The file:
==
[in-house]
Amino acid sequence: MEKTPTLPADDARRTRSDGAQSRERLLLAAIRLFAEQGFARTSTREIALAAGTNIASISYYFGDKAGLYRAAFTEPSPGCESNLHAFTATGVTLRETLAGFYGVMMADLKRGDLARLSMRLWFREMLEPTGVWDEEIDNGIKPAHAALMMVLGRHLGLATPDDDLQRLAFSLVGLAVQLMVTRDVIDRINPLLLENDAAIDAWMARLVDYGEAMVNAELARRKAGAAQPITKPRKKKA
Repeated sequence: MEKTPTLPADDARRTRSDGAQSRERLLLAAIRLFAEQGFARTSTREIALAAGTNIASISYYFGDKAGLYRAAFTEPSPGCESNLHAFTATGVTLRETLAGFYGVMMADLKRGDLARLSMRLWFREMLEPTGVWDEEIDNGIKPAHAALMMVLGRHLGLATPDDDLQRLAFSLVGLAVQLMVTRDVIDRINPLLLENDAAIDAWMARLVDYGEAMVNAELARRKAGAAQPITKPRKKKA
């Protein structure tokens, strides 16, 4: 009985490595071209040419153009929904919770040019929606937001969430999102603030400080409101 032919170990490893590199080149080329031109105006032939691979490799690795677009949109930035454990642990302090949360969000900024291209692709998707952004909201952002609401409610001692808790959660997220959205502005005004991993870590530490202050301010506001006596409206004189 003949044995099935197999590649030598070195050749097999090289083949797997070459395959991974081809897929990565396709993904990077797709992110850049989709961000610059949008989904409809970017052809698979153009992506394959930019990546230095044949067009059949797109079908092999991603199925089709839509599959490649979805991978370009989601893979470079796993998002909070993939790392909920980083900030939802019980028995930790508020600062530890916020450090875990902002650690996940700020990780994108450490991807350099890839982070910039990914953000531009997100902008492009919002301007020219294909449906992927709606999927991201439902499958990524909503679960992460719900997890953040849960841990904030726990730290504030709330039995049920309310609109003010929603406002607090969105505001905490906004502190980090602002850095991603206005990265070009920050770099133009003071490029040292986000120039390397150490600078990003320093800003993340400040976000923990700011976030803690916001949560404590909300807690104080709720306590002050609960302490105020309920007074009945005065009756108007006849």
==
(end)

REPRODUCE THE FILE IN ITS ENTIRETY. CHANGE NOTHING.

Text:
[in-house]
Amino acid sequence: MEKTPTLPADDARRTRSDGAQSRERLLLAAIRLFAEQGFARTSTREIALAAGTNIASISYYFGDKAGLYRAAFTEPSPGCESNLHAFTATGVTLRETLAGFYGVMMADLKRGDLARLSMRLWFREMLEPTGVWDEEIDNGIKPAHAALMMVLGRHLGLATPDDDLQRLAFSLVGLAVQLMVTRDVIDRINPLLLENDAAIDAWMARLVDYGEAMVNAELARRKAGAAQPITKPRKKKA
Repeated sequence: MEKTPTLPADDARRTRSDGAQSRERLLLAAIRLFAEQGFARTSTREIALAAGTNIASISYYFGDKAGLYRAAFTEPSPGCESNLHAFTATGVTLRETLAGFYGVMMADLKRGDLARLSMRLWFREMLEPTGVWDEEIDNGIKPAHAALMMVLGRHLGLATPDDDLQRLAFSLVGLAVQLMVTRDVIDRINPLLLENDAAIDAWMARLVDYGEAMVNAELARRKAGAAQPITKPRKKKA
């Protein structure tokens, strides 16, 4: 009985490595071209040419153009929904919770040019929606937001969430999102603030400080409101 032919170990490893590199080149080329031109105006032939691979490799690795677009949109930035454990642990302090949360969000900024291209692709998707952004909201952002609401409610001692808790959660997220959205502005005004991993870590530490202050301010506001006596409206004189 003949044995099935197999590649030598070195050749097999090289083949797997070459395959991974081809897929990565396709993904990077797709992110850049989709961000610059949008989904409809970017052809698979153009992506394959930019990546230095044949067009059949797109079908092999991603199925089709839509599959490649979805991978370009989601893979470079796993998002909070993939790392909920980083900030939802019980028995930790508020600062530890916020450090875990902002650690996940700020990780994108450490991807350099890839982070910039990914953000531009997100902008492009919002301007020219294909449906992927709606999927991201439902499958990524909503679960992460719900997890953040849960841990904030726990730290504030709330039995049920309310609109003010929603406002607090969105505001905490906004502190980090602002850095991603206005990265070009920050770099133009003071490029040292986000120039390397150490600078990003320093800003993340400040976000923990700011976030803690916001949560404590909300807690104080709720306590002050609960302490105020309920007074009945005065009756108007006849």